Friday, February 27, 2015

DEPRESSION AND YOUR CHILD by Deborah Serani: A Review

A Guide For Parents And Caregivers
Author: Deborah Serani
Published by: Rowman & Littlefield, September 2013
Hardcover, 232 pages
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About the book

Seeing your child suffer in any way is a harrowing experience for any parent. Mental illness in children can be particularly draining due to the mystery surrounding it, and the issue of diagnosis at such a tender age. 

"Depression and Your Child" gives parents and caregivers a uniquely textured understanding of pediatric depression, its causes, its symptoms, and its treatments. Serani weaves her own personal experiences of being a depressed child along with her clinical experiences as a psychologist treating depressed children. Current research, treatments and trends are presented in easy to understand language and tough subjects like self-harm, suicide and recovery plans are addressed with supportive direction. Parents will learn tips on how to discipline a depressed child, what to expect from traditional treatments like psychotherapy and medication, how to use holistic methods to address depression, how to avoid caregiver burnout, and how to move through the trauma of diagnosis and plan for the future. 

Real life cases highlight the issues addressed in each chapter and resources and a glossary help to further understanding for those seeking additional information. Parents and caregivers are sure to find here a reassuring approach to childhood depression that highlights the needs of the child even while it emphasizes the need for caregivers to care for themselves and other family members as well.

My review

Up until recent years, children were believed to be unable to experience depression. Studies suggested that kids and teenagers didn't even have the emotional capacity or cognitive development to experience sadness, helplessness, and despair. Still to this day, childhood is generally associated with the idea of carefree innocence and when our little ones go through mood changes, we tend to consider such changes just as emotional conditions typical of that age (the terrible twos and threes, puberty, the teen age years), or simply as phases our children will eventually outgrow.

On the contrary, children and adolescents are as much capable of mood swings, negative thoughts, and hopelessness as adults are. They even tend to show their emotional disorder in more varied and complex behavioral ways - irritability, cranky mood, physical symptoms, self-attitude. Today, we have evidence that not only children, but even babies can experience depression. Statistics are alarming:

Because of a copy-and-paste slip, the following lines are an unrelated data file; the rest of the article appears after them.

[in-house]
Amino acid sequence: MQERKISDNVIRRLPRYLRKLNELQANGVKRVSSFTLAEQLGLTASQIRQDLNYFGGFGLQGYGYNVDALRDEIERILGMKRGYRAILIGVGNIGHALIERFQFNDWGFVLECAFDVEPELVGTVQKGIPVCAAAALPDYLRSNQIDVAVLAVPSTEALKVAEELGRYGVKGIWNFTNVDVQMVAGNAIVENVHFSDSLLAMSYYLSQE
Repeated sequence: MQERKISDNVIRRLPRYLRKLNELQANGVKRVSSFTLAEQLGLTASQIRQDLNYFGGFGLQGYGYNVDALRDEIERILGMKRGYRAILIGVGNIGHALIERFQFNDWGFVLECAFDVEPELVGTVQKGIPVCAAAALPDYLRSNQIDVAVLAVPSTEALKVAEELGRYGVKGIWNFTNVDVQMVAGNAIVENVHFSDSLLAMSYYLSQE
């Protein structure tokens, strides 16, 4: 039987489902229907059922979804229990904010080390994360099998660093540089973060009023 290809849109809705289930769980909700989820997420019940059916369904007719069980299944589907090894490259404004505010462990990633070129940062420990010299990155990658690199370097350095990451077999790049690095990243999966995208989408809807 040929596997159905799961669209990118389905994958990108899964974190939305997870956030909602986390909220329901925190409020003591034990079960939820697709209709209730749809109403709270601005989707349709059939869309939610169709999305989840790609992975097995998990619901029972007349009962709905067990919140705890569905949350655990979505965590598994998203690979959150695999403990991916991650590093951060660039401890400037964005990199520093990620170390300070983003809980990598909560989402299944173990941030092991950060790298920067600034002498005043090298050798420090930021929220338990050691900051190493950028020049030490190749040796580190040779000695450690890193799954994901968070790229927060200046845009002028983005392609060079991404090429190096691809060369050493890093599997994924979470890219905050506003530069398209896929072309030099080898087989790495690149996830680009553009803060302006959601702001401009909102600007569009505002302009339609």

- In the US alone, 4 percent of pre-school aged children, 5 percent of school aged children, and 11 percent of adolescents  meet the criteria for major depression.

- Depressive disorders affect approximately 11.2 percent of thirteen-to-eighteen-year-olds, but only one in five teens receives help, due to lack of information, lack of awareness, or fear of social stigma. Unfortunately, depression in adolescents is frequently confused with that angst that accompanies those years. We expect it, we take it for granted, we dismiss it as a passing phase. Then tragedy strikes.

- Depression-induced self-harm (a deliberate behavior in which a child inflicts physical harm on her body to relieve emotional distress) occurs in 15 percent of children and teens.

- Suicide is the third leading cause of death among children age 10 to 24. It is a significant risk for anyone affected by a mental illness, and it is exponentially higher for children with depression.

Depression And Your Child by Deborah Serani instructs parents and caregivers in the normative patterns and stages of children development, offers the keys to identify the illness, and helps spot potential concerns: the section covering diagnosis and medical treatments, both traditional and holistic in their approach, is extensive and highly informative.  Possibly, the most insightful, articulated, and compassionate parenting guide I have ever read. While robust in its clinical references to diagnosis and treatment of depression in children and adolescents, Serani's book never fails to be engaging and approachable. The author's expert and eloquent voice is infused with kindness and reassuring hope: it really adds a much needed quality of humanity to an often overlooked and underestimated issue. 5 bright stars!

***Review copy graciously offered by the author in exchange for an unbiased and honest opinion

About the author

Dr. Deborah Serani is the author of the award-winning books "Living with Depression" and "Depression and Your Child: A Guide for Parents and Caregivers" published by Rowman & Littlefield. What makes her books so unique is that she knows what it's like to live with depression personally, and how to treat it professionally.

Dr. Deborah Serani is an adjunct professor at Adelphi University and a go-to media expert. She writes the "Ask the Therapist" column in Esperanza Magazine, and blogs for "Psychology Today." Dr. Serani's interviews can be found in Newsday, Womens Health and Fitness, The Chicago Tribune, Scientific American Mind, The Associated Press, and affiliate radio station programs at CBS and NPR, just to name a few. 

Dr. Serani has also worked as a technical advisor for the NBC television show Law & Order: Special Victims


  1. Thank you so much for featuring my work and reviewing my book 'Depression and Your Child."

    Might I ask if you could include your wonderful review at Amazon. It really helps others find my work.

  2. No problem! It will be my pleasure.